Consider your body wash passé: Cleansing body oils are the next step in beauty’s great oil takeover. Just like oils made for the face, these slick concoctions turn into a milky emulsion with water and are equipped to lift dirt from the skin.
According to Jeannette Graf, MD, clinical assistant professor of dermatology at the Icahn School of Medicine at Mount Sinai and author of Stop Aging, Start Living, these oils can clean the body just as well as traditional bar soaps and body washes. And they're better at hydrating: They don’t strip the skin of its natural oils, and they protect its moisture barrier — thanks to an absence of the skin-drying detergents found in many other cleansers. “Cleansing oils usually contain moisturizing almond, olive, or jojoba oil,” Dr. Graf says. “As it rinses off, it leaves a residual coat of moisture,” which can negate the need for post-shower lotion.
While it may be tempting to grab your favorite bottle of EVOO from the kitchen for an on-the-cheap scrub-down, Carlos Charles, MD, clinical instructor of dermatology at Weill Medical College of Cornell University, and founder of Derma di Colore, a New York-based dermatology practice that specializes in darker skin tones, warns against it. “Manufactured cleansing oils are specifically made for the purpose of cleansing,” he says. “Unlike homemade recipes, they contain surfactants that actually help to carry away oil and dirt from the body when they are rinsed with water. This minimizes the potential for clogging pores and exacerbating or creating acne and other issues.”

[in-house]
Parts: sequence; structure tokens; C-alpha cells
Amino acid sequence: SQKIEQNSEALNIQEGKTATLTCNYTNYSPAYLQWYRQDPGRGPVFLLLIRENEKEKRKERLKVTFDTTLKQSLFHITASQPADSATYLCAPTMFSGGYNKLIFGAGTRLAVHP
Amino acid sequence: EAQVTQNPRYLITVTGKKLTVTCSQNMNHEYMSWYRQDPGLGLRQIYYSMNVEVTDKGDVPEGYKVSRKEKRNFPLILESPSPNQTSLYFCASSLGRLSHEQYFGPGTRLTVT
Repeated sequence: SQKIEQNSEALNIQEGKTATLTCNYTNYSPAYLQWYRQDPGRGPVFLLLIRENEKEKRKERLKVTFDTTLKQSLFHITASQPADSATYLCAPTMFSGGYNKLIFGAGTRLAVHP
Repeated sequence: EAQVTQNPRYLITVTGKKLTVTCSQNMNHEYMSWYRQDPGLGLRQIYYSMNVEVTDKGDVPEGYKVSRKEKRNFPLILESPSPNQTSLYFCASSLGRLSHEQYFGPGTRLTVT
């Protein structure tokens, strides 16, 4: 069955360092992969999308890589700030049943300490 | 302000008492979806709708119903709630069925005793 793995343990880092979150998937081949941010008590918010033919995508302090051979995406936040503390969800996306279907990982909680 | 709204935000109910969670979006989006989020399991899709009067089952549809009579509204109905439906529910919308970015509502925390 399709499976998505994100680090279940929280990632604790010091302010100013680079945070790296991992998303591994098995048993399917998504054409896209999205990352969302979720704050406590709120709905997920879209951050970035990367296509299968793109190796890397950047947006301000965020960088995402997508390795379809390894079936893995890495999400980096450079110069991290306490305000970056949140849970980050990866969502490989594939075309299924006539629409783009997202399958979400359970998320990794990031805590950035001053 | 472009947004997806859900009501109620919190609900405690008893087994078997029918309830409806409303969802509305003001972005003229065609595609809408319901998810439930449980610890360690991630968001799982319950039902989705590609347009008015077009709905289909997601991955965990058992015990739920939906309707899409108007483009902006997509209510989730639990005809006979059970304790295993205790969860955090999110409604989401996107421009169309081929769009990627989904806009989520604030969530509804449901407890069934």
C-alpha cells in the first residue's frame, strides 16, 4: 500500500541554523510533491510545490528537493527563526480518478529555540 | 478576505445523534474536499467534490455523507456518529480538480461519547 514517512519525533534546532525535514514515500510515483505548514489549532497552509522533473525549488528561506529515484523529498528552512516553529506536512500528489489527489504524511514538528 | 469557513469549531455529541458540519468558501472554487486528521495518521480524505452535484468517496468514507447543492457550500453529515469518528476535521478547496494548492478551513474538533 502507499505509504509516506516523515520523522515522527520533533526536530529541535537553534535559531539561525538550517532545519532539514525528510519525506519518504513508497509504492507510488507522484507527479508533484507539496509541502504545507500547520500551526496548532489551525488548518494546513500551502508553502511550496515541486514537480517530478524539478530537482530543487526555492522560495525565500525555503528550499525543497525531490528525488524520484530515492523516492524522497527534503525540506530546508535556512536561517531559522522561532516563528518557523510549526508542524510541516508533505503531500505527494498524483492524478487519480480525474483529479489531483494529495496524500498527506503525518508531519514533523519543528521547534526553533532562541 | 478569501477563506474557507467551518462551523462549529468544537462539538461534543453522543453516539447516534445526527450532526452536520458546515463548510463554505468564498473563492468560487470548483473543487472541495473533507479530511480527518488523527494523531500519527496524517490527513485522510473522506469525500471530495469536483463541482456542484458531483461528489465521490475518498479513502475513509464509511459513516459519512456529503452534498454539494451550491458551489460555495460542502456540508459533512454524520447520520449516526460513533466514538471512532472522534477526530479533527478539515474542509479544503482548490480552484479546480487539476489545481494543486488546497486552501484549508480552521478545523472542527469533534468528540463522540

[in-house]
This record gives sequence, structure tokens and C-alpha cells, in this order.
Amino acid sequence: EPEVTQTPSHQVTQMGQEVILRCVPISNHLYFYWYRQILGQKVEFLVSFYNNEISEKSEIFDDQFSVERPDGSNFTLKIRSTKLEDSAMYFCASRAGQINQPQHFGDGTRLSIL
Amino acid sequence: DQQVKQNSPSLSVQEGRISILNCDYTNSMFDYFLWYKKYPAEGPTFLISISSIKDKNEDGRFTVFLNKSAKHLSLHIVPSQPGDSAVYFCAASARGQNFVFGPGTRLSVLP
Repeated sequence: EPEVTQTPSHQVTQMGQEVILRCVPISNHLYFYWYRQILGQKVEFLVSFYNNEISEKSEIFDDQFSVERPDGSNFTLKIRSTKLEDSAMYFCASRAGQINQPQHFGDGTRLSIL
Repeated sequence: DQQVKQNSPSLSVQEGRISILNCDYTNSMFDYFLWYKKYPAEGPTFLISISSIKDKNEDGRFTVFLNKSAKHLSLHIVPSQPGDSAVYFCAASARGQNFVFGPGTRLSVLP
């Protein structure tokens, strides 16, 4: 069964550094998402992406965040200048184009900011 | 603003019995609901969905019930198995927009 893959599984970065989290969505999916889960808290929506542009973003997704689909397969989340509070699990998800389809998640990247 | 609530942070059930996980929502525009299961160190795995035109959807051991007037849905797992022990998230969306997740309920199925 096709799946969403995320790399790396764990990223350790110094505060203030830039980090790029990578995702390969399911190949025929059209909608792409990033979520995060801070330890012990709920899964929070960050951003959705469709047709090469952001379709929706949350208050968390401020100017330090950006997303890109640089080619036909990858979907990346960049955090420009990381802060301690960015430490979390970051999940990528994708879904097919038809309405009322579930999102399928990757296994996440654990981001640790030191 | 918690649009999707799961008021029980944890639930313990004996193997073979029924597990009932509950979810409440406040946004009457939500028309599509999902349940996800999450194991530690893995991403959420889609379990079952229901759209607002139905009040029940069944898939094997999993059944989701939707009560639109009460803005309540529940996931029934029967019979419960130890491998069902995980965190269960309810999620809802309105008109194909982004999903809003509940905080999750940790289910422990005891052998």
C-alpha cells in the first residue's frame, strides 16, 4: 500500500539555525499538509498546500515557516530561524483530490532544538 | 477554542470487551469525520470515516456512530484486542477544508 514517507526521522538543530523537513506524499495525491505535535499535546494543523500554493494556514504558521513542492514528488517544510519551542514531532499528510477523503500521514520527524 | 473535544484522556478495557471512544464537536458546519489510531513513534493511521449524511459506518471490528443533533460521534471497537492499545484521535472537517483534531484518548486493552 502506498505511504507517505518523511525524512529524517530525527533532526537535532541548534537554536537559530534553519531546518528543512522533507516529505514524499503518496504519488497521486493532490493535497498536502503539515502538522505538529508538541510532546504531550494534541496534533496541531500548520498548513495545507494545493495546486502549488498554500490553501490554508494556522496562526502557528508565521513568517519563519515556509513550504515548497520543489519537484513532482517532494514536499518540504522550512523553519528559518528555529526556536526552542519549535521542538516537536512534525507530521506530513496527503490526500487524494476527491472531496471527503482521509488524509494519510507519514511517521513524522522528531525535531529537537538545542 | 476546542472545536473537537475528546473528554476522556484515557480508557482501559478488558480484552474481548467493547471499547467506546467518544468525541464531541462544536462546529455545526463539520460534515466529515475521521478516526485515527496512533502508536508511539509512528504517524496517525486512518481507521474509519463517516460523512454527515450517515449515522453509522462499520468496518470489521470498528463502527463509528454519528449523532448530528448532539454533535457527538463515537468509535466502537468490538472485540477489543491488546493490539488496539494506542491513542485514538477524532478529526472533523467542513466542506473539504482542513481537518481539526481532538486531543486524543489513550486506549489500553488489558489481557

Dr. Charles also warns that not everybody is suited for oil cleansing. While this method gets the thumbs-up from dermatologists for those with chronically dry and flaky skin, those who have sensitive skin or eczema may be more likely to develop irritation or allergic reactions to these formulas — particularly to those spiked with essential oils for fragrance. Others may be allergic to nut oils (like almond) or castor oil. Dr. Charles suggests patch-testing before slathering these oils on your whole body.
Finally, those who are prone to acne on the face, back, or chest might want to bypass the method for one that will regulate or absorb excess sebum, since, Dr. Charles warns, “Cleansing oils can exacerbate the acne in these individuals and even lead to aggressive forms of cystic acne."
As for us, while slippery tubs require an extra bit of caution, we love emerging from the shower with already hydrated skin. (Shivering in the bathroom while applying cold lotion over our goosebumps? No thanks.) The best cleansing oils on the market, ahead...